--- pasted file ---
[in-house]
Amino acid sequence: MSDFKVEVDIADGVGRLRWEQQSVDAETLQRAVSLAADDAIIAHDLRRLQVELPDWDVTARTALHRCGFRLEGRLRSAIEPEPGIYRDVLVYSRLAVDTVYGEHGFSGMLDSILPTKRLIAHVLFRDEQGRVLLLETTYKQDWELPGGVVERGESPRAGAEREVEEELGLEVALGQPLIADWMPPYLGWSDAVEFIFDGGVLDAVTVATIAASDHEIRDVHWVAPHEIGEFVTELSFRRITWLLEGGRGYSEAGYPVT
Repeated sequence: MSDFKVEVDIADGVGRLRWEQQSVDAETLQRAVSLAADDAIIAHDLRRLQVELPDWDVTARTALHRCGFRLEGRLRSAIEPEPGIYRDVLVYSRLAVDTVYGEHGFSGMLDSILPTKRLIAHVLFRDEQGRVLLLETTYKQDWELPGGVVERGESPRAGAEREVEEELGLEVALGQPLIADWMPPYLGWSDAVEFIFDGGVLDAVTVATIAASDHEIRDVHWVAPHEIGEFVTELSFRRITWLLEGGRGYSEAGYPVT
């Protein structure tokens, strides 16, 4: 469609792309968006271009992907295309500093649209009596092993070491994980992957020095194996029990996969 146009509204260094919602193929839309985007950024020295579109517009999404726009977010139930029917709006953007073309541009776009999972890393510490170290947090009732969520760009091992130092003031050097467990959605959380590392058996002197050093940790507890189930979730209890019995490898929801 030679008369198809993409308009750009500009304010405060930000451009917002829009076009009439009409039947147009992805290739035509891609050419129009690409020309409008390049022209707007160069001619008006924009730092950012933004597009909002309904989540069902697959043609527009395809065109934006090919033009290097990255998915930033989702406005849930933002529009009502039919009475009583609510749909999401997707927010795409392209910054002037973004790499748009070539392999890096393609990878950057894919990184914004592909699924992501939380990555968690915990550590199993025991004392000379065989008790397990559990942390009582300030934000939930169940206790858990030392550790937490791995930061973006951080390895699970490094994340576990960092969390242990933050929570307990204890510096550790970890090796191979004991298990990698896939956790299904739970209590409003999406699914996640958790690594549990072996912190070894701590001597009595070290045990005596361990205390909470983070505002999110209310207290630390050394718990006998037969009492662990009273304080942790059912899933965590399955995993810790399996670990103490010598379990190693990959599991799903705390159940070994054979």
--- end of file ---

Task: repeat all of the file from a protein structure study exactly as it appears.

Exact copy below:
[in-house]
Amino acid sequence: MSDFKVEVDIADGVGRLRWEQQSVDAETLQRAVSLAADDAIIAHDLRRLQVELPDWDVTARTALHRCGFRLEGRLRSAIEPEPGIYRDVLVYSRLAVDTVYGEHGFSGMLDSILPTKRLIAHVLFRDEQGRVLLLETTYKQDWELPGGVVERGESPRAGAEREVEEELGLEVALGQPLIADWMPPYLGWSDAVEFIFDGGVLDAVTVATIAASDHEIRDVHWVAPHEIGEFVTELSFRRITWLLEGGRGYSEAGYPVT
Repeated sequence: MSDFKVEVDIADGVGRLRWEQQSVDAETLQRAVSLAADDAIIAHDLRRLQVELPDWDVTARTALHRCGFRLEGRLRSAIEPEPGIYRDVLVYSRLAVDTVYGEHGFSGMLDSILPTKRLIAHVLFRDEQGRVLLLETTYKQDWELPGGVVERGESPRAGAEREVEEELGLEVALGQPLIADWMPPYLGWSDAVEFIFDGGVLDAVTVATIAASDHEIRDVHWVAPHEIGEFVTELSFRRITWLLEGGRGYSEAGYPVT
């Protein structure tokens, strides 16, 4: 469609792309968006271009992907295309500093649209009596092993070491994980992957020095194996029990996969 146009509204260094919602193929839309985007950024020295579109517009999404726009977010139930029917709006953007073309541009776009999972890393510490170290947090009732969520760009091992130092003031050097467990959605959380590392058996002197050093940790507890189930979730209890019995490898929801 030679008369198809993409308009750009500009304010405060930000451009917002829009076009009439009409039947147009992805290739035509891609050419129009690409020309409008390049022209707007160069001619008006924009730092950012933004597009909002309904989540069902697959043609527009395809065109934006090919033009290097990255998915930033989702406005849930933002529009009502039919009475009583609510749909999401997707927010795409392209910054002037973004790499748009070539392999890096393609990878950057894919990184914004592909699924992501939380990555968690915990550590199993025991004392000379065989008790397990559990942390009582300030934000939930169940206790858990030392550790937490791995930061973006951080390895699970490094994340576990960092969390242990933050929570307990204890510096550790970890090796191979004991298990990698896939956790299904739970209590409003999406699914996640958790690594549990072996912190070894701590001597009595070290045990005596361990205390909470983070505002999110209310207290630390050394718990006998037969009492662990009273304080942790059912899933965590399955995993810790399996670990103490010598379990190693990959599991799903705390159940070994054979």